When you are first diagnosed with ovarian cancer it is only natural to feel frightened and worried about the future. Some people want to find out as much as possible about the disease as soon as they can; others prefer to seek information at a gentler pace.

Many people will be very shocked by the news, often because they had no idea that their symptoms were going to be due to cancer. Younger people may say ‘I didn’t think people my age got ovarian cancer’, as it is mainly a disease of those aged 50 and over.  Others will have had an inkling that they might have cancer and, although shocked and upset, they may also be relieved that a diagnosis has at last been reached and treatment can begin. Many people feel frightened of the treatment, of hospitals, of operations, of dying, of pain, of the future, of losing their job. These are all very real and understandable concerns.

The symptoms of ovarian cancer can be vague, so some people, especially those who’ve had to fight to have their investigations done, will be angry that no one seemed to take their problems seriously. Those in this position may also experience heightened anxiety about whether this will affect the chances of their treatment being successful.

Others may avoid thinking about their diagnosis, hoping or pretending that a mistake has been made. Some might even blame themselves,  worrying that they did something to cause the cancer, which is very unlikely.

Many people will feel sad about the effect the illness will have on their families, having to expose them to all the worries and uncertainties of treatment.  Younger people may be upset at the effects of ovarian cancer on their fertility.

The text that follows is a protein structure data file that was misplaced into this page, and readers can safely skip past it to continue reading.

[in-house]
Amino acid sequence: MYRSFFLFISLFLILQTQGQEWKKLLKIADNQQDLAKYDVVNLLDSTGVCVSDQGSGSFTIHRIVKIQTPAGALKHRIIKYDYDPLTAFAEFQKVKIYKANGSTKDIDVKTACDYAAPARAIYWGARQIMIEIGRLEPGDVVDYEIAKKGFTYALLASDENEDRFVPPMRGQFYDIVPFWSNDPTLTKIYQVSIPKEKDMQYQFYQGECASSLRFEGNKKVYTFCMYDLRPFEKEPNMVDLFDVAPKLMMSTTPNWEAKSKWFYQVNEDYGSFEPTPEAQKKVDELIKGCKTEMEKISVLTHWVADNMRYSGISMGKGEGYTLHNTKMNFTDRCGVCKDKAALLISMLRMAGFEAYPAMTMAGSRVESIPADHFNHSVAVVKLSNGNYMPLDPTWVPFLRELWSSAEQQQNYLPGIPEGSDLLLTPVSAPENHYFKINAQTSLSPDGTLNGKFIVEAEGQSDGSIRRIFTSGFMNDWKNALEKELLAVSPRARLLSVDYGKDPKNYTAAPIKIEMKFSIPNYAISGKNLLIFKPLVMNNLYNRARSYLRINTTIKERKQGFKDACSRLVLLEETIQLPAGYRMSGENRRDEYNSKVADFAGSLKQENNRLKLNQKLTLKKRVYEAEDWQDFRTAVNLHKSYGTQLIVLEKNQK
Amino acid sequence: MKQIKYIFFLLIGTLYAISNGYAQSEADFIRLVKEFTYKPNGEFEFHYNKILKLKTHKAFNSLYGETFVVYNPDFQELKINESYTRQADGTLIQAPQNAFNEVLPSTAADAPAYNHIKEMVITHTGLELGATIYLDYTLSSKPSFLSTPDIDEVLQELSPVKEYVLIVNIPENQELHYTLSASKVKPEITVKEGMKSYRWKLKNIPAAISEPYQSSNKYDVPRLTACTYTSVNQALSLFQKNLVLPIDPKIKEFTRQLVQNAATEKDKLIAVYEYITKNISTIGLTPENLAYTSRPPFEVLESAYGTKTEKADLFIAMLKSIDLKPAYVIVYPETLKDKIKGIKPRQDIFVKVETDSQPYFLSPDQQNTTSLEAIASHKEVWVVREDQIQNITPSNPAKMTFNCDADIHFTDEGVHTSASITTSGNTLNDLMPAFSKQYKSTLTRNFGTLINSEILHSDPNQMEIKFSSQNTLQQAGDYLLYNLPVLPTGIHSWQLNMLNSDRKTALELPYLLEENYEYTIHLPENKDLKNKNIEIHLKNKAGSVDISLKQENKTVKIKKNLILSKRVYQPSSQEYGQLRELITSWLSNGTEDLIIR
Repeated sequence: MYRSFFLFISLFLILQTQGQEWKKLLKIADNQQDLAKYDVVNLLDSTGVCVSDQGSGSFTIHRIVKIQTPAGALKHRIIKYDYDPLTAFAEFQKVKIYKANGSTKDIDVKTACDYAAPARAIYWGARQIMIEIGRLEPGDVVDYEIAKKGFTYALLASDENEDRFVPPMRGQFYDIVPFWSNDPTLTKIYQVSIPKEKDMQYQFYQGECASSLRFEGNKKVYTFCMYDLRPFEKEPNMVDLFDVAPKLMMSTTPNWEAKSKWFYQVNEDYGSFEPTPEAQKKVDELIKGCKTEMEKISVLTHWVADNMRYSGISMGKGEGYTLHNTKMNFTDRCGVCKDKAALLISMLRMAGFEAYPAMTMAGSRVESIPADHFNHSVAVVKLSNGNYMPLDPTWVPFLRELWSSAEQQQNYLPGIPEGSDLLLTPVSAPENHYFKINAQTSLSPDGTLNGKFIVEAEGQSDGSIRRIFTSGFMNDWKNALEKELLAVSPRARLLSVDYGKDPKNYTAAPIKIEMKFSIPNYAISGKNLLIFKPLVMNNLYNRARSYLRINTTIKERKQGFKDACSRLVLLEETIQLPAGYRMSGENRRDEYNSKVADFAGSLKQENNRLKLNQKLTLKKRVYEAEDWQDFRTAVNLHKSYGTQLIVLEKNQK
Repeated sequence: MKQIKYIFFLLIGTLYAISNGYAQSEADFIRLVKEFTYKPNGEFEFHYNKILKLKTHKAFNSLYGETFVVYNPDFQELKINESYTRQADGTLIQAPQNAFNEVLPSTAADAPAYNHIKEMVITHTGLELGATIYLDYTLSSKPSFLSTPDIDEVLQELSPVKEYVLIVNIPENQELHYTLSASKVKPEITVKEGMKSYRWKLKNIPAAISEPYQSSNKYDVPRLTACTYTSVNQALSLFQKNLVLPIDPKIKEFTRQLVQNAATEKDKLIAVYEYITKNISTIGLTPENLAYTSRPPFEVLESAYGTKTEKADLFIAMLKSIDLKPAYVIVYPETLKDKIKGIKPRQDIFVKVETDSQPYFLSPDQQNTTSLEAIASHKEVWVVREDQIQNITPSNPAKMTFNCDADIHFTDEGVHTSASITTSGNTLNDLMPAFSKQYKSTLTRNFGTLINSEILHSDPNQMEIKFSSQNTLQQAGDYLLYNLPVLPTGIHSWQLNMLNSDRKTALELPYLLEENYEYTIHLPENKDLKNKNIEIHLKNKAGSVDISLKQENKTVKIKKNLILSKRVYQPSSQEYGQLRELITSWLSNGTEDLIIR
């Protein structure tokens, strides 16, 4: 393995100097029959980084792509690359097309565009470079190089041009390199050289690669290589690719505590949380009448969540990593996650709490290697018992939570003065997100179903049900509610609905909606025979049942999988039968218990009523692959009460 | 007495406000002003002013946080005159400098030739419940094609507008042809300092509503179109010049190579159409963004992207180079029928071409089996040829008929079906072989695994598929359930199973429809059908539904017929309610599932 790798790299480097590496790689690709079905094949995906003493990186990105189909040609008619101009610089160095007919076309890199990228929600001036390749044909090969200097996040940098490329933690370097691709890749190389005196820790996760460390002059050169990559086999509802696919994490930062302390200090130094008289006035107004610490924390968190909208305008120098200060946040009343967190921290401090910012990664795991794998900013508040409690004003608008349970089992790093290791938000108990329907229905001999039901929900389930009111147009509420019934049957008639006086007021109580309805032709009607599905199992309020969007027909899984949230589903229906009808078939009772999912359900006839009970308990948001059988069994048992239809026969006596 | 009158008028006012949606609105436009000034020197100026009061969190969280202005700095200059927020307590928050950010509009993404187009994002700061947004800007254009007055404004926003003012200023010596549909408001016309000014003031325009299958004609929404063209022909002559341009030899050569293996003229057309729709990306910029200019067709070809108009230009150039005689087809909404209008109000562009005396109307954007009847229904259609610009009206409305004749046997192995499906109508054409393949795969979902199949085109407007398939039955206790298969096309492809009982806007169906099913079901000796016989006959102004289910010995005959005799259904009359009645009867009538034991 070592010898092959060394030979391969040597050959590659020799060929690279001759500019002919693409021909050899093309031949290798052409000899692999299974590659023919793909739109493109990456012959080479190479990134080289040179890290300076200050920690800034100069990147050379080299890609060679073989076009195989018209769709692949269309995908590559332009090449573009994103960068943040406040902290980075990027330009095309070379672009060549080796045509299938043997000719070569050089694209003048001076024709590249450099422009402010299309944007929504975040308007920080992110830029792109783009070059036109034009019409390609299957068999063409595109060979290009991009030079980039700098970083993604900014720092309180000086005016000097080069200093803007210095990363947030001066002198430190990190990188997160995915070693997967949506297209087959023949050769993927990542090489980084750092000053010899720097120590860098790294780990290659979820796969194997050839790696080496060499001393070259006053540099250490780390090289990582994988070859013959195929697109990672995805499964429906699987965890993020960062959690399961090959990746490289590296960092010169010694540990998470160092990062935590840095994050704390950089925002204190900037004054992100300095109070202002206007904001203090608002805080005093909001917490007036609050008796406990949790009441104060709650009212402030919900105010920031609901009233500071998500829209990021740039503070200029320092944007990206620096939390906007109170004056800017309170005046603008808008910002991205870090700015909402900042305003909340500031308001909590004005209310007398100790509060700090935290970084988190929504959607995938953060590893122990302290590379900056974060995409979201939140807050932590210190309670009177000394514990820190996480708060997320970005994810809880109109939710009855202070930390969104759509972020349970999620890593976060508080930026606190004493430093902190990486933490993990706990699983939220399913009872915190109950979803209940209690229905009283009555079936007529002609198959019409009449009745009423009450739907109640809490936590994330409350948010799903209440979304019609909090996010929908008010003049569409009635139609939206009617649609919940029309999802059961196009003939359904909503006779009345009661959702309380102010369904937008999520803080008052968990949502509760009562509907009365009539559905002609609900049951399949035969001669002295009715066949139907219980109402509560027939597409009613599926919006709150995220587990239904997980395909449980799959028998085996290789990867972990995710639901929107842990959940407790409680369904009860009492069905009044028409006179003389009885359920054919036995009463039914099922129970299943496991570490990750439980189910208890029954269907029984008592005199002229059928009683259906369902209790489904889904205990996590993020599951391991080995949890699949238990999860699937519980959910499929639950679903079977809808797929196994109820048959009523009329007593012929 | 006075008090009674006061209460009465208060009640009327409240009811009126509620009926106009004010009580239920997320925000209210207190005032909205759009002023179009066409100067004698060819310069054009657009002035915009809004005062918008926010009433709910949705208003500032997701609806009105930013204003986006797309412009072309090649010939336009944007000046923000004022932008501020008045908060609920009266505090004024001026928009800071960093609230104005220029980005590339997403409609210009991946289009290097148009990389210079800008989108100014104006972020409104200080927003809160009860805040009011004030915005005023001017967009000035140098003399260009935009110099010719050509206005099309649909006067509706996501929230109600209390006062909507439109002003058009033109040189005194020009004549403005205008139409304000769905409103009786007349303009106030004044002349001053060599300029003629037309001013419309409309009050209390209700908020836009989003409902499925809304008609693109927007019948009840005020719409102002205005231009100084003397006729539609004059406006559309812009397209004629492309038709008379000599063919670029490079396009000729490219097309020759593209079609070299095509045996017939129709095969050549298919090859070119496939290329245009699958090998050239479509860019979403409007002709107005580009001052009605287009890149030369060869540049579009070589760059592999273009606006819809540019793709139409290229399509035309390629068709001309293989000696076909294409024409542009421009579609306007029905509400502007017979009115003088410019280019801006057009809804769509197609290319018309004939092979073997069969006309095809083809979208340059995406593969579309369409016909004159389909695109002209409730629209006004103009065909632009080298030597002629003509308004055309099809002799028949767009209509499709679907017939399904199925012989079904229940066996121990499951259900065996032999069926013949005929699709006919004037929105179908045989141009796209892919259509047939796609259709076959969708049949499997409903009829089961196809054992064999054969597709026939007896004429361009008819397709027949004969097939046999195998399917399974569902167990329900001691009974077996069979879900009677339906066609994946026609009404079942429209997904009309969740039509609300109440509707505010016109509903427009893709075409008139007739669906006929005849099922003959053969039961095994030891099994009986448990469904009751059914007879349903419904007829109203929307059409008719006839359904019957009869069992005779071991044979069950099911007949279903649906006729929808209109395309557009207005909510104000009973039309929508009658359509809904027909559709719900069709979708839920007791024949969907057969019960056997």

It is normal to feel angry, frightened and guilty when you are diagnosed with cancer, and it can help to share those feelings. Some people can find support  from their family and friends, while others prefer to talk to someone outside their immediate circle. Ovacome offers one to one support and advice, and we can also put you in touch with others who’ve had similar experiences.  You may find it helpful to join the Ovacome online community, which can be accessed in the My Ovacome section of this website.

However you feel, it will take a while for the situation to sink in.  It can help to have someone with you at each appointment as it may be hard to take in all the information you receive.

Just remember that there is lots of support and information available. Please do call us on Freephone 0800 008 7054 and we will be happy to listen and point you in the right direction.